Under the Fifth Circuit's law of abatement of a criminal conviction when a defendant dies before appellate review of the conviction, "It is well established in this circuit that the death of a criminal defendant pending an appeal of his or her case abates, ab initio, the entire criminal proceeding." United States v. Asset, 990 F.2d 208 (5th Cir. 1993). In a recent Fifth Circuit decision, United States v. Estate of Parsons, 367 F.3d 409 (5th Cir. 2004), the court explained that "the appeal does not just disappear, and the case is not merely dismissed. Instead, everything associated with the case is extinguished, leaving the defendant as if he had never been indicted or convicted." In Parsons, the court vacated a forfeiture order, which means that the government's forfeiture claim against Lay for $43.5 million (see earlier post here) will be dismissed. The Fifth Circuit explained the rationale for the rule: "The finality principle reasons that the state should not label one as guilty until he has exhausted his opportunity to appeal. The punishment principle asserts that the state should not punish a dead person or his estate." An interesting question is whether one can still describe Lay as having been convicted of a crime, at least in a technical sense, because the law no longer recognizes there having been any criminal case initiated against him.
Unlike the criminal case, civil claims against Lay, such as the SEC's case and the securities class action, will continue against his estate. However, because the criminal conviction is wiped out, the plaintiffs cannot rely on it as proof in their case, if my dim memory of collateral estoppel serves me right. [emphasis mine]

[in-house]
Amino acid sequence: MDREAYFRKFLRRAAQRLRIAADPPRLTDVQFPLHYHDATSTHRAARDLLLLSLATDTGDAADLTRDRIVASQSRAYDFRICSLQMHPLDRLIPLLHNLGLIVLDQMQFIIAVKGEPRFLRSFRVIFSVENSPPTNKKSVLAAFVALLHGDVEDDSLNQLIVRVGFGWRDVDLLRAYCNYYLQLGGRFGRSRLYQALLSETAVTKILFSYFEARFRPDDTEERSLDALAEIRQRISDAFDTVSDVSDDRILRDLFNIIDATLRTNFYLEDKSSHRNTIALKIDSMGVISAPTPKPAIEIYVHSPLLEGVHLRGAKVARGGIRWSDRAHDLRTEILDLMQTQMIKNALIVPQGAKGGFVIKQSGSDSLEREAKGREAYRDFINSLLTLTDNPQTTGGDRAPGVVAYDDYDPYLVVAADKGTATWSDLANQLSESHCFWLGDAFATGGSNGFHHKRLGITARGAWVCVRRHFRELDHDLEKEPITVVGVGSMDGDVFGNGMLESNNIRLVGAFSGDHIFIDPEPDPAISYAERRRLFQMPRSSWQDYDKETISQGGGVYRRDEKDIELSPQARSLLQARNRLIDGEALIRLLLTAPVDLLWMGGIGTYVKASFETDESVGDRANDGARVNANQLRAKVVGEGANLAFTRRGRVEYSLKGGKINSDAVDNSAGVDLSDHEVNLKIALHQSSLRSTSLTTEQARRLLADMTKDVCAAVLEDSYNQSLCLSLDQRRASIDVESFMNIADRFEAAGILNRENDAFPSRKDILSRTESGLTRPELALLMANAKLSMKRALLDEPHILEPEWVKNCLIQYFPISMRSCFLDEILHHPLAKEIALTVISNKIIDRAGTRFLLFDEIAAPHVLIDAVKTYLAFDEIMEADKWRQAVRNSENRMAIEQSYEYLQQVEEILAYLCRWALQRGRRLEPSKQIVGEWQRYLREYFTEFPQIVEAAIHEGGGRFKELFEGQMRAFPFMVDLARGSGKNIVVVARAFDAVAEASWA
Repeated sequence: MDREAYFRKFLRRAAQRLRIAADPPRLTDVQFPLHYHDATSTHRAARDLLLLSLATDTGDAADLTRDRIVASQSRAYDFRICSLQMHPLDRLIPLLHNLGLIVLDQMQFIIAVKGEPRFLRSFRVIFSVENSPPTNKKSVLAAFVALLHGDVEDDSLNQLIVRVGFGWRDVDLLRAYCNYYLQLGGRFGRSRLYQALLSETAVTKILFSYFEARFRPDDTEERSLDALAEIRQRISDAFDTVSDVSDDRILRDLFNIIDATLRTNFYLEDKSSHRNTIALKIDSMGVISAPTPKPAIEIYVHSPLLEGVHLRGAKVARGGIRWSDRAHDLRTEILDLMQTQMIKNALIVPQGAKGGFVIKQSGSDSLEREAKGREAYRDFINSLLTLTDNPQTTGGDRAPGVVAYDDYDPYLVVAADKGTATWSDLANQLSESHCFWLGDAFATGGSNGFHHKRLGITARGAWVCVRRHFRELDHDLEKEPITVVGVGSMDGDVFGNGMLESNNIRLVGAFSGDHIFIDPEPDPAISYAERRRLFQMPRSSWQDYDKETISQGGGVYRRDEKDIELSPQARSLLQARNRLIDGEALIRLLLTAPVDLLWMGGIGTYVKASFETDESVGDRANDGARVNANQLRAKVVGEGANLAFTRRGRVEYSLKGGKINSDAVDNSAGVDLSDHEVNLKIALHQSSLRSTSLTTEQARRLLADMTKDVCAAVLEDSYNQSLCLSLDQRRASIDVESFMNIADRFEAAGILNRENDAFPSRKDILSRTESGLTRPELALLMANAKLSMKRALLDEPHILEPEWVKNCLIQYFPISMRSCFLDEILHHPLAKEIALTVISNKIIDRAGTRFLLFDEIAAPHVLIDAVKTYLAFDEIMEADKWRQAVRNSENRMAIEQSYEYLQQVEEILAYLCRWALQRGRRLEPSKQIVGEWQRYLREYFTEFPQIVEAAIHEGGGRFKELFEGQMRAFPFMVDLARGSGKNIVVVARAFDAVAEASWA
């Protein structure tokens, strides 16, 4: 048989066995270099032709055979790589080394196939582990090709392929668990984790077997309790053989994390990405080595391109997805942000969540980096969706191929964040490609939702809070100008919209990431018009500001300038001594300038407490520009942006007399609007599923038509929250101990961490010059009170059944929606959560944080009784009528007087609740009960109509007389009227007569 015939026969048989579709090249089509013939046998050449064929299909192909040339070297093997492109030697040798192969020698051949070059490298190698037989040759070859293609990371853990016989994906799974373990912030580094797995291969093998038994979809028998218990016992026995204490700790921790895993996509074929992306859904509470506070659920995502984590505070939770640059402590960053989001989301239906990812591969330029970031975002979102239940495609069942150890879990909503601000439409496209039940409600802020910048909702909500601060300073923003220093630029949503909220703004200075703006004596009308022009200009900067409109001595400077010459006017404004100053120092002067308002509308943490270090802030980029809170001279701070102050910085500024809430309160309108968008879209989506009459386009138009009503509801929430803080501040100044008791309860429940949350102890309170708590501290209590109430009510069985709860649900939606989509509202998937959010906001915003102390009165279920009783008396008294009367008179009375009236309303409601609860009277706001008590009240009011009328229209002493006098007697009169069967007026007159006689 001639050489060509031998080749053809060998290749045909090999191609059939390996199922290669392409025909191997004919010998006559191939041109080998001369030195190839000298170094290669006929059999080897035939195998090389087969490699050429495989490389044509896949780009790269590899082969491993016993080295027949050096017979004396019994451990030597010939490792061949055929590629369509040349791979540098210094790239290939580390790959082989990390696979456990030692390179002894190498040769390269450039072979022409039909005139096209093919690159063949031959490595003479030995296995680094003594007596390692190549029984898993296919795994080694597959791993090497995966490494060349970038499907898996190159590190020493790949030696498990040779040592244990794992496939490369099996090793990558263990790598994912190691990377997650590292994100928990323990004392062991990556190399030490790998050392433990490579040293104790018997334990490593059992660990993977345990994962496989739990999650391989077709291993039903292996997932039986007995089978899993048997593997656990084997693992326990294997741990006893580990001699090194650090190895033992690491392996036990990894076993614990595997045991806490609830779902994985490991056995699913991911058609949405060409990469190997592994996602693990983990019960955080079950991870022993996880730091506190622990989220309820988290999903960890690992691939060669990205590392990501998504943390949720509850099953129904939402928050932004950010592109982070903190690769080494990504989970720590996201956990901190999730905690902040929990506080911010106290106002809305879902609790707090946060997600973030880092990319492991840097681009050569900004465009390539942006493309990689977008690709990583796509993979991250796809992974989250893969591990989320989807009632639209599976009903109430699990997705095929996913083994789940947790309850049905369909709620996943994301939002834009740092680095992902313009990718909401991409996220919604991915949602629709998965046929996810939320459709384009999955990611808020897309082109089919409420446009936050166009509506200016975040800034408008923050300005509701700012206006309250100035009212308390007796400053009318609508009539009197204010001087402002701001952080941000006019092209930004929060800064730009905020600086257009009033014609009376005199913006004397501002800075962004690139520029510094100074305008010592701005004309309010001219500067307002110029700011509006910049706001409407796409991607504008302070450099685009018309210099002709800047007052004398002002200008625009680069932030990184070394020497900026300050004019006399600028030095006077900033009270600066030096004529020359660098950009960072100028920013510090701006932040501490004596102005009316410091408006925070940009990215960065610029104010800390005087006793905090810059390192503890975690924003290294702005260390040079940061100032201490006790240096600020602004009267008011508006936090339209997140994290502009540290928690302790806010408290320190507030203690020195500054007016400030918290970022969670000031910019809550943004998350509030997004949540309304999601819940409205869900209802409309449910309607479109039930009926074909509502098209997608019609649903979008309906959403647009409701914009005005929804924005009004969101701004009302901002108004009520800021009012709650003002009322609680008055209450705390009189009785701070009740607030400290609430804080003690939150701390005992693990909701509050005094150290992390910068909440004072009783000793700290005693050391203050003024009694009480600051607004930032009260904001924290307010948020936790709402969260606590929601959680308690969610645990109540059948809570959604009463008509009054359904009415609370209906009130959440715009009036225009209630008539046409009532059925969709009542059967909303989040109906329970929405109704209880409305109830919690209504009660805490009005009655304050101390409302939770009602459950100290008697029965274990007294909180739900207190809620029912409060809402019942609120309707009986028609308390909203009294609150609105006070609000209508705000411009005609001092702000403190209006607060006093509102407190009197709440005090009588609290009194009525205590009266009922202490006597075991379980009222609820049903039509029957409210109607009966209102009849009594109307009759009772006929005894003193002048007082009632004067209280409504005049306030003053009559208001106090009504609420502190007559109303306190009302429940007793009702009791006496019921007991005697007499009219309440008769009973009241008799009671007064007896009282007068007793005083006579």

Of course Lay knew all of this in advance. He had the most expensive legal talent stolen money could buy.
Another compelling argument for his suicide is the date: the fourth of July (the ambulance was called at 1 a.m. on the 5th), America's birthday. Suicide notes are generally addressed to those perceived to have hurt the suicidee. In this case, Lay has said that since the collapse of his company he was living the "American nightmare," and so wanted to take out his revenge against who he thought hurt him the most — America itself.
With his suicide &mdash designed to clear his name, enrich his family, and shame the country all in one fell swoop — Lay proved he was an egomaniac until the very end. But there are still many people among those he hurt who think even his death is doubtful.
More on the postmortem clearing of Lay's name at the Houston Chronicle, which conveniently reminds us of another Enron suicide and its possible rationale: "When former Enron executive Cliff Baxter killed himself in early 2002, attorneys representing the shareholders decided to drop his estate from the case."